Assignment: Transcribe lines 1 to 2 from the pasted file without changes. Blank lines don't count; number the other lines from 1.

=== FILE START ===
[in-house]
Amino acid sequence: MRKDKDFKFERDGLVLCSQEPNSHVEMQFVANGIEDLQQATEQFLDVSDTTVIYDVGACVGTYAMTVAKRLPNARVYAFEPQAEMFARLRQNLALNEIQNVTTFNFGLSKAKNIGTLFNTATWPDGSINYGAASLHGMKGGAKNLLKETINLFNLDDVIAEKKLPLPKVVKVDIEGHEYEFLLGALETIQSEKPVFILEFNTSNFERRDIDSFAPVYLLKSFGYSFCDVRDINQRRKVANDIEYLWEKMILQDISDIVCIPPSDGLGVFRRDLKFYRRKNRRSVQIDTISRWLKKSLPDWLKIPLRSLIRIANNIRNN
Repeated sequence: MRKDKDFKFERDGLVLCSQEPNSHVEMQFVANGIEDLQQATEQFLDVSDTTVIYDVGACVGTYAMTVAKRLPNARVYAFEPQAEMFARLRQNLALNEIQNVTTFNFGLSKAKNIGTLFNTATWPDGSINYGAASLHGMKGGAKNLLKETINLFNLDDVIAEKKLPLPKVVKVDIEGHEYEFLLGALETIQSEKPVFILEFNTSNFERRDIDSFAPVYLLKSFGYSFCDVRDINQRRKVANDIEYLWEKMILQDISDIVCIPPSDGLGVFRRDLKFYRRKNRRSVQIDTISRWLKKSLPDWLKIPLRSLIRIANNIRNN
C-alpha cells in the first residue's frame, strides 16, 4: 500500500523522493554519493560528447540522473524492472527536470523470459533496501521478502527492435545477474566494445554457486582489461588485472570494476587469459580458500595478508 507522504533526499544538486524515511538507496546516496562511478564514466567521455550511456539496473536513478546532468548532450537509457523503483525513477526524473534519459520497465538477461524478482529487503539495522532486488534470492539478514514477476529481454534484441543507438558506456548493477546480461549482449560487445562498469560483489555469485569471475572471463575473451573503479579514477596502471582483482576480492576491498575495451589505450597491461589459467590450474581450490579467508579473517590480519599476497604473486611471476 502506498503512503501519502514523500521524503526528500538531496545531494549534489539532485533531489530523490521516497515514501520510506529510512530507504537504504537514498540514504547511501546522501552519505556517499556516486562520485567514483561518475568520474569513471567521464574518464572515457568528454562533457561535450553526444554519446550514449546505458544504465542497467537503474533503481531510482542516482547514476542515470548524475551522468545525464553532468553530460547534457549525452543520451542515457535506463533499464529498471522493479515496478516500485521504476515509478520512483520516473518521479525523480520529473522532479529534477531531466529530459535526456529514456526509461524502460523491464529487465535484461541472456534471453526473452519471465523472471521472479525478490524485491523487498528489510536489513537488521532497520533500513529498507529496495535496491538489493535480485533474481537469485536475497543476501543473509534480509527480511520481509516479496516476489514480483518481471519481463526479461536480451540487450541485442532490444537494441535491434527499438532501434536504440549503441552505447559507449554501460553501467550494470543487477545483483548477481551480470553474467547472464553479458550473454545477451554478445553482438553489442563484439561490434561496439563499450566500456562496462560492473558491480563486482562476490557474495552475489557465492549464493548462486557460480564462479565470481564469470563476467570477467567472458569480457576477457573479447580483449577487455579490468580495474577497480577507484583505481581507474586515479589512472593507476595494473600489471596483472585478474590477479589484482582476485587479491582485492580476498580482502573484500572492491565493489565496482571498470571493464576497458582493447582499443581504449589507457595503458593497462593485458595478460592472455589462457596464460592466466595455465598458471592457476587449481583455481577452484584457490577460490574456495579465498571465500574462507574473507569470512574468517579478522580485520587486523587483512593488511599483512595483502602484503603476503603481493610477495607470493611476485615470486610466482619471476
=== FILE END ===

[in-house]
Amino acid sequence: MRKDKDFKFERDGLVLCSQEPNSHVEMQFVANGIEDLQQATEQFLDVSDTTVIYDVGACVGTYAMTVAKRLPNARVYAFEPQAEMFARLRQNLALNEIQNVTTFNFGLSKAKNIGTLFNTATWPDGSINYGAASLHGMKGGAKNLLKETINLFNLDDVIAEKKLPLPKVVKVDIEGHEYEFLLGALETIQSEKPVFILEFNTSNFERRDIDSFAPVYLLKSFGYSFCDVRDINQRRKVANDIEYLWEKMILQDISDIVCIPPSDGLGVFRRDLKFYRRKNRRSVQIDTISRWLKKSLPDWLKIPLRSLIRIANNIRNN